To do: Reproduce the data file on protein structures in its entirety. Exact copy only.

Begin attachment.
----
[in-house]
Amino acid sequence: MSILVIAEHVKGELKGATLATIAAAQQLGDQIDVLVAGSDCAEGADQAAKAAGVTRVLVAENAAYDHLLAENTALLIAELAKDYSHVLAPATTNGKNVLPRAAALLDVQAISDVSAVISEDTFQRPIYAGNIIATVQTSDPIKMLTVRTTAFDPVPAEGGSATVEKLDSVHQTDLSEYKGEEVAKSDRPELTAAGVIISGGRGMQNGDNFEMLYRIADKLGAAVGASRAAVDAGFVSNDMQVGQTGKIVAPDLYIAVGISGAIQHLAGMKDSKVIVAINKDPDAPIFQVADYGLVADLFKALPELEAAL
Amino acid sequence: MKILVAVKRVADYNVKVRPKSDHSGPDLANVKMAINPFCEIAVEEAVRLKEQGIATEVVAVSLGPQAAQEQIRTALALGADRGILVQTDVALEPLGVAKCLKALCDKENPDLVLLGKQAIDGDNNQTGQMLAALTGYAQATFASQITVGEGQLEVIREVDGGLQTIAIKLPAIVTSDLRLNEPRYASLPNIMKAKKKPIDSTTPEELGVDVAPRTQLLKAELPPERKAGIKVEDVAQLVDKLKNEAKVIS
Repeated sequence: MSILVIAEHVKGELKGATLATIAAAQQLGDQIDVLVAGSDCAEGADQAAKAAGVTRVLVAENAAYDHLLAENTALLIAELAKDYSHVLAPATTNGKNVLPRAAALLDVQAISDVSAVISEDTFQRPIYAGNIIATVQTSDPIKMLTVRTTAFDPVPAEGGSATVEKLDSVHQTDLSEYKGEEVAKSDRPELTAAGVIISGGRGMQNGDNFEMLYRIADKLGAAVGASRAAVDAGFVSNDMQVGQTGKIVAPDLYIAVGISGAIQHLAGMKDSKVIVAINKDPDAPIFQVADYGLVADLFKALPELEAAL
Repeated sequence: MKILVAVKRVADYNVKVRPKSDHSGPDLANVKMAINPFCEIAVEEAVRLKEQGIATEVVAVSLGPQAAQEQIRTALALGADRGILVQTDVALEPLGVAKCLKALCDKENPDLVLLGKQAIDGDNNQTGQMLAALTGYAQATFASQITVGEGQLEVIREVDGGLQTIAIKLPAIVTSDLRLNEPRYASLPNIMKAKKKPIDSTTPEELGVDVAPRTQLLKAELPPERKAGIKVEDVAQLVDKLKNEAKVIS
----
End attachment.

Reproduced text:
[in-house]
Amino acid sequence: MSILVIAEHVKGELKGATLATIAAAQQLGDQIDVLVAGSDCAEGADQAAKAAGVTRVLVAENAAYDHLLAENTALLIAELAKDYSHVLAPATTNGKNVLPRAAALLDVQAISDVSAVISEDTFQRPIYAGNIIATVQTSDPIKMLTVRTTAFDPVPAEGGSATVEKLDSVHQTDLSEYKGEEVAKSDRPELTAAGVIISGGRGMQNGDNFEMLYRIADKLGAAVGASRAAVDAGFVSNDMQVGQTGKIVAPDLYIAVGISGAIQHLAGMKDSKVIVAINKDPDAPIFQVADYGLVADLFKALPELEAAL
Amino acid sequence: MKILVAVKRVADYNVKVRPKSDHSGPDLANVKMAINPFCEIAVEEAVRLKEQGIATEVVAVSLGPQAAQEQIRTALALGADRGILVQTDVALEPLGVAKCLKALCDKENPDLVLLGKQAIDGDNNQTGQMLAALTGYAQATFASQITVGEGQLEVIREVDGGLQTIAIKLPAIVTSDLRLNEPRYASLPNIMKAKKKPIDSTTPEELGVDVAPRTQLLKAELPPERKAGIKVEDVAQLVDKLKNEAKVIS
Repeated sequence: MSILVIAEHVKGELKGATLATIAAAQQLGDQIDVLVAGSDCAEGADQAAKAAGVTRVLVAENAAYDHLLAENTALLIAELAKDYSHVLAPATTNGKNVLPRAAALLDVQAISDVSAVISEDTFQRPIYAGNIIATVQTSDPIKMLTVRTTAFDPVPAEGGSATVEKLDSVHQTDLSEYKGEEVAKSDRPELTAAGVIISGGRGMQNGDNFEMLYRIADKLGAAVGASRAAVDAGFVSNDMQVGQTGKIVAPDLYIAVGISGAIQHLAGMKDSKVIVAINKDPDAPIFQVADYGLVADLFKALPELEAAL
Repeated sequence: MKILVAVKRVADYNVKVRPKSDHSGPDLANVKMAINPFCEIAVEEAVRLKEQGIATEVVAVSLGPQAAQEQIRTALALGADRGILVQTDVALEPLGVAKCLKALCDKENPDLVLLGKQAIDGDNNQTGQMLAALTGYAQATFASQITVGEGQLEVIREVDGGLQTIAIKLPAIVTSDLRLNEPRYASLPNIMKAKKKPIDSTTPEELGVDVAPRTQLLKAELPPERKAGIKVEDVAQLVDKLKNEAKVIS